Is Adoption the New ROI of Collaboration?


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This was the message that Yammer’s CTO and Co-Founder Adam Pisoni delivered at the Info360 Conference in NYC this morning. While I’m not sure that the title of the presentation translated into the actual content, the presentation itself was great; filled with useful stats, telling visuals, and relevant analogies. It’s actually a good thing that Adam wasn’t drilling across the “Adoption is the new ROI” message during all of his slides because that’s a tough pill to swallow. The assumption is that by employees adopting and actively using collaborative tools that business value will present itself. Now while this certainly might be true, “adoption” is (at least in my experience) never a driving force for companies to invest in these emergent tools or strategies.

The reality is that adoption is neither a use case nor is it a business problem. Leaders at organizations don’t make the decision to deploy these tools just so that they can get a lot of people using them. No, leaders see real business problems within their enterprise such as:

  • multiple devices being used within enterprises that need to talk to each other
  • difficulty in organizational alignment and insight into the ground floor of the company
  • duplication of content and inefficient ways of working
  • work-life balance issues
  • poor employee engagement
  • stagnant innovation
  • and many others

Adoption doesn’t necessarily mean that any of these problems are solved or that any objectives are met. Adoption is a constant challenge for many organizations today. I speak with many companies who are typically saying something along the lines of, “we deployed something and nobody is using it, what do we do?” But getting that adoption needs to have some reasoning behind it, let’s say you had 100% active adoption of employees using whatever it is you deployed 10x a day, then what? What is the point of the activity and of that usage?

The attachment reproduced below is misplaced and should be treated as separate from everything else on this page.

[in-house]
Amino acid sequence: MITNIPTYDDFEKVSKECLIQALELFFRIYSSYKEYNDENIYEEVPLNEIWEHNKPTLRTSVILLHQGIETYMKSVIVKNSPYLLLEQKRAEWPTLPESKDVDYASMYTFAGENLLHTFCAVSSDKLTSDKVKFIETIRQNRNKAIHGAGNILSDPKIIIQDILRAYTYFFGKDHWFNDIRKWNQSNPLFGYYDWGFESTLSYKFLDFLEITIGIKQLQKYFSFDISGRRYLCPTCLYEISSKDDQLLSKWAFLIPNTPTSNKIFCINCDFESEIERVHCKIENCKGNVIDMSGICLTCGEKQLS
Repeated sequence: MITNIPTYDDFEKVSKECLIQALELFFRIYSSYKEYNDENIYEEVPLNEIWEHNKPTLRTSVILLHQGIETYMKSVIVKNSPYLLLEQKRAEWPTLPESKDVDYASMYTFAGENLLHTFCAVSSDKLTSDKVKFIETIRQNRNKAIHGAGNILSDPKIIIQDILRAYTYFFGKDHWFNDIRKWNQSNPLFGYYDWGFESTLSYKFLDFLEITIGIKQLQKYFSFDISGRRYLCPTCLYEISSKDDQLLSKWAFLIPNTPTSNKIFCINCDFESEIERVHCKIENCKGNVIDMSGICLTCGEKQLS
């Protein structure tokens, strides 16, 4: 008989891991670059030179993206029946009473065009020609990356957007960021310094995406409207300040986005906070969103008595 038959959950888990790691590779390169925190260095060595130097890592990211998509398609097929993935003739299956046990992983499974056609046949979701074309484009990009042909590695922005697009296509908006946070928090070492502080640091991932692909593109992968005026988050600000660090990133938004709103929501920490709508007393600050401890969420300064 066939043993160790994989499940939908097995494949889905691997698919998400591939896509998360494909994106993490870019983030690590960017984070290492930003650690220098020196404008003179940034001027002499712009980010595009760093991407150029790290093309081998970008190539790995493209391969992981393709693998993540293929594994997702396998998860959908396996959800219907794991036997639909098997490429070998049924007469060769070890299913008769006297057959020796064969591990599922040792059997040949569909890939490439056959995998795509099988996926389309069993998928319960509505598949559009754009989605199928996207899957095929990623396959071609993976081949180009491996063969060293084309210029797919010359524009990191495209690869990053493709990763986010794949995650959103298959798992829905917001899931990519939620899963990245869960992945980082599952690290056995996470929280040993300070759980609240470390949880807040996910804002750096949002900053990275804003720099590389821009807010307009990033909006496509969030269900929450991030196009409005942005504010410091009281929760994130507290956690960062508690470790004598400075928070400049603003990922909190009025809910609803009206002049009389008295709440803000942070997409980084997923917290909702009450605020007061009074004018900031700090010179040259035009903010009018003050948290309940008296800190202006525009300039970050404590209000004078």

It’s interesting because many organizations have no KPIs for their collaboration efforts and those that do set up KPIs rarely check in on them. So it seems as though adoption and activity metrics have become the default metric(s) of choice to manage success. As I’ve stated in the past this is focusing too much on the affect rather than the cause. Perhaps this is because many companies don’t understand why they are deploying these tools to begin with. This works for some companies but not for others.

What do you think? Is adoption the new ROI as Adam suggests or should be looking beyond that? What does your organization look at?

Republished with author's permission from original post.

Jacob Morgan
I'm a best-selling author, keynote speaker, and futurist who explores what the future of work is going to look like and how to create great experiences so that employees actually want to show up to work. I've written three best-selling books which are: The Employee Experience Advantage (2017), The Future of Work (2014), and The Collaborative Organization (2012).


  1. Jacob, great point about adoption not equal to ROI.

    But I remember from the good old days of SFA that one of the big problems was reps wouldn’t use the tools. Without usage, there’s no chance to get an ROI.